That was three times higher than their level in 2006 and consistent with their level boom (in the late 1990s), which was characterized by a significant overall destruction of value from bad M&A.
Furthermore, the value created by deals in different sectors and geographies continues to diverge significantly. The sectors with the highest levels of value creation and discipline include basic materials (such as chemicals, building products, metals and steel) and the consumer sector (including consumer products, retailing, and food and beverage).
The year 2007 was a record but highly turbulent one in M&A. Buyers went on exerting discipline to ensure that they created and captured value, as they had not in the previous boom. But the variability in performance suggests that acquiring management teams and boards must continue to focus on whether they can create value and on ensuring that they don’t overpay.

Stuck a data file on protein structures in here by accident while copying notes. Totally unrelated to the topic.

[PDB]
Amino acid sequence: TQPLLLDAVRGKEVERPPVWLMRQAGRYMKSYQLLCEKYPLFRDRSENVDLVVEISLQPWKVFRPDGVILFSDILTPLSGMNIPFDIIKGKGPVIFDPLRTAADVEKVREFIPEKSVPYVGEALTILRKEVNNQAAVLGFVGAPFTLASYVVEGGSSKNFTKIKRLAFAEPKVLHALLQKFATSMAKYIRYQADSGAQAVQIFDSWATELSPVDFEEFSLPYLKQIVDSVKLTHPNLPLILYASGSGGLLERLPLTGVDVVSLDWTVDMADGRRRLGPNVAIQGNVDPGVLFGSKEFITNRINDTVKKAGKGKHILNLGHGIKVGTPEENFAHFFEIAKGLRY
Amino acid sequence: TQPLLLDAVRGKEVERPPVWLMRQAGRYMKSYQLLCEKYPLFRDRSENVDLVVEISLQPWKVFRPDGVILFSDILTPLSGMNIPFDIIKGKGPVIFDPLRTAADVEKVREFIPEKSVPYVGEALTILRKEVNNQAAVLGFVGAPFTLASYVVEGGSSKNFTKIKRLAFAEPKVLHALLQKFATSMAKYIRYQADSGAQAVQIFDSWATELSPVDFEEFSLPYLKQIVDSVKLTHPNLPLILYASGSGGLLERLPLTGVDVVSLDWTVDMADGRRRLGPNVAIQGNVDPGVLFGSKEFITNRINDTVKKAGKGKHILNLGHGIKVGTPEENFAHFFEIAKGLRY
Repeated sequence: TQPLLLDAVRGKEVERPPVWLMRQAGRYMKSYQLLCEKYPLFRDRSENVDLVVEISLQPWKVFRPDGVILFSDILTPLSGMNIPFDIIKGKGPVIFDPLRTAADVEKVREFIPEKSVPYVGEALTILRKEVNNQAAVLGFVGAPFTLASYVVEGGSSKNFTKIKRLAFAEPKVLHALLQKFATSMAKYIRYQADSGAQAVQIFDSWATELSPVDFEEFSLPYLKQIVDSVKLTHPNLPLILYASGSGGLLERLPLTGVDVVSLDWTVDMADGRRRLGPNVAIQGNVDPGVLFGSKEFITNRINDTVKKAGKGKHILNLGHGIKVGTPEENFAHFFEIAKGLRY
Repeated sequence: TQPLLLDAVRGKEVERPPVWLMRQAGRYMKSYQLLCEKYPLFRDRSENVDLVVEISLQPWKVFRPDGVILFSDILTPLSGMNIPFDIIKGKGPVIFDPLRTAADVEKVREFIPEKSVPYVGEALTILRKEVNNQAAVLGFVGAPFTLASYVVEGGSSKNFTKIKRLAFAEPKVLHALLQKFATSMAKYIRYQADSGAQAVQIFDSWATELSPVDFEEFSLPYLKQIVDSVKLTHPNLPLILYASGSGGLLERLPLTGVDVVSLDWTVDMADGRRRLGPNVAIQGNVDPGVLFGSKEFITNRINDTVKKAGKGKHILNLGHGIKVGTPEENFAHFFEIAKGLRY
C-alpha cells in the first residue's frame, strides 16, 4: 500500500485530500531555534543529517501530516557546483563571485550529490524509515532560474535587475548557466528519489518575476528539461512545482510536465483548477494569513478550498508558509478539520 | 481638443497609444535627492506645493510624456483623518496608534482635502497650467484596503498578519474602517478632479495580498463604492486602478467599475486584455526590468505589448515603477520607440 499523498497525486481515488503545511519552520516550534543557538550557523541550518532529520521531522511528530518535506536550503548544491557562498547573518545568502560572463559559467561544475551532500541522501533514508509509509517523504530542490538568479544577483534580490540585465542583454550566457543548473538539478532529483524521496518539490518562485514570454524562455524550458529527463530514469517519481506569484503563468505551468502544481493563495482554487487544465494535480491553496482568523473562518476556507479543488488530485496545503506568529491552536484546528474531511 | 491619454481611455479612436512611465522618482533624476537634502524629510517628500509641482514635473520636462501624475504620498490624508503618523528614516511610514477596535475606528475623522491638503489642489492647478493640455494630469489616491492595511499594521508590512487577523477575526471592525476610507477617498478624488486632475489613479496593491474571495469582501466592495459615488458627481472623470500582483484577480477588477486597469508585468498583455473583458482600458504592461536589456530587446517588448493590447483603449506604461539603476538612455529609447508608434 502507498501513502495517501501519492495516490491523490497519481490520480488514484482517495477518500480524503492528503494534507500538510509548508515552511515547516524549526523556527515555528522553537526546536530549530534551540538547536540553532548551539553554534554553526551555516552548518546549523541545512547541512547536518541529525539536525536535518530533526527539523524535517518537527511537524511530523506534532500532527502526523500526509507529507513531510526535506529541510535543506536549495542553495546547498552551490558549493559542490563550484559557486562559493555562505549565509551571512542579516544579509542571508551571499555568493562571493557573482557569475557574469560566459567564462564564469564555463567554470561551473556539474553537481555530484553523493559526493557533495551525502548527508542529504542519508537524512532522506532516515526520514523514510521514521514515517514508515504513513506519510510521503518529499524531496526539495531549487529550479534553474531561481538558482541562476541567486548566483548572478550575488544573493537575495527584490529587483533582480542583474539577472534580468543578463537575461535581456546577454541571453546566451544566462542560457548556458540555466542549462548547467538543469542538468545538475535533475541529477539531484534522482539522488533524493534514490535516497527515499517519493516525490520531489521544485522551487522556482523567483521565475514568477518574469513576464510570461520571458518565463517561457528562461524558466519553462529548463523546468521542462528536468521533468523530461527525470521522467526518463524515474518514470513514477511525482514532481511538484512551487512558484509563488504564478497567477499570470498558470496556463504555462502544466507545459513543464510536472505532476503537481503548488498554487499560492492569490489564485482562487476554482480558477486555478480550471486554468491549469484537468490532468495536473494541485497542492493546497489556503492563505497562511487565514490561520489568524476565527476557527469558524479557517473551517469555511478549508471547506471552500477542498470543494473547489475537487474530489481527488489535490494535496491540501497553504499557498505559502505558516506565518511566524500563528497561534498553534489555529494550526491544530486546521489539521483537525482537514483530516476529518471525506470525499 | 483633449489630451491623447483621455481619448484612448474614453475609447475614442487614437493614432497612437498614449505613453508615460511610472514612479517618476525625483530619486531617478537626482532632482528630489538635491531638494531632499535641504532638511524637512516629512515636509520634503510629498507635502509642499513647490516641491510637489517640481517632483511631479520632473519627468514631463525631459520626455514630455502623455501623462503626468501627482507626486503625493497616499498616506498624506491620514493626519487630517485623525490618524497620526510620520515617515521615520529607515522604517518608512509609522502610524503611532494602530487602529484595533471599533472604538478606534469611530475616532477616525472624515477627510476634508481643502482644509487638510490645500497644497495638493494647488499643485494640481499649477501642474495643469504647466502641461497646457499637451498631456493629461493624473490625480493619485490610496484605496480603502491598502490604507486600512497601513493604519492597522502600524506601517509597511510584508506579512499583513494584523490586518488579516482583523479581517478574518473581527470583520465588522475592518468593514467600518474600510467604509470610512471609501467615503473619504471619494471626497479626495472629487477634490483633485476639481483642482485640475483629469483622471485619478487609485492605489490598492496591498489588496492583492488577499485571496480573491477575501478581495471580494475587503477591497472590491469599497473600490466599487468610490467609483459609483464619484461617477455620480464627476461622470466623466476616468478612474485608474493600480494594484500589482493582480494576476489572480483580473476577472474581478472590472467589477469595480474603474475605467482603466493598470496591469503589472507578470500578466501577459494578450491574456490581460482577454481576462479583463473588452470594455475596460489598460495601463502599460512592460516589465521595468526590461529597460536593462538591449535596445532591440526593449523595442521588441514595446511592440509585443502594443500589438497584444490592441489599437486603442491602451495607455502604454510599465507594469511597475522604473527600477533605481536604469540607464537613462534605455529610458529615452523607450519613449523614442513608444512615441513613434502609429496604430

Antonio Capaldo is an associate principal in McKinsey’s Rome office. Richard Dobbs is a partner in the Seoul office and Hannu Suonio is an associate principal in the Helsinki office of the consulting firm. Reprinted with permission, ©2008/McKinsey & Co. The article was first published in the Winter 2008 issue of McKinsey On Finance and can be found on The McKinsey Quarterly website, www.mckinseyquarterly.com.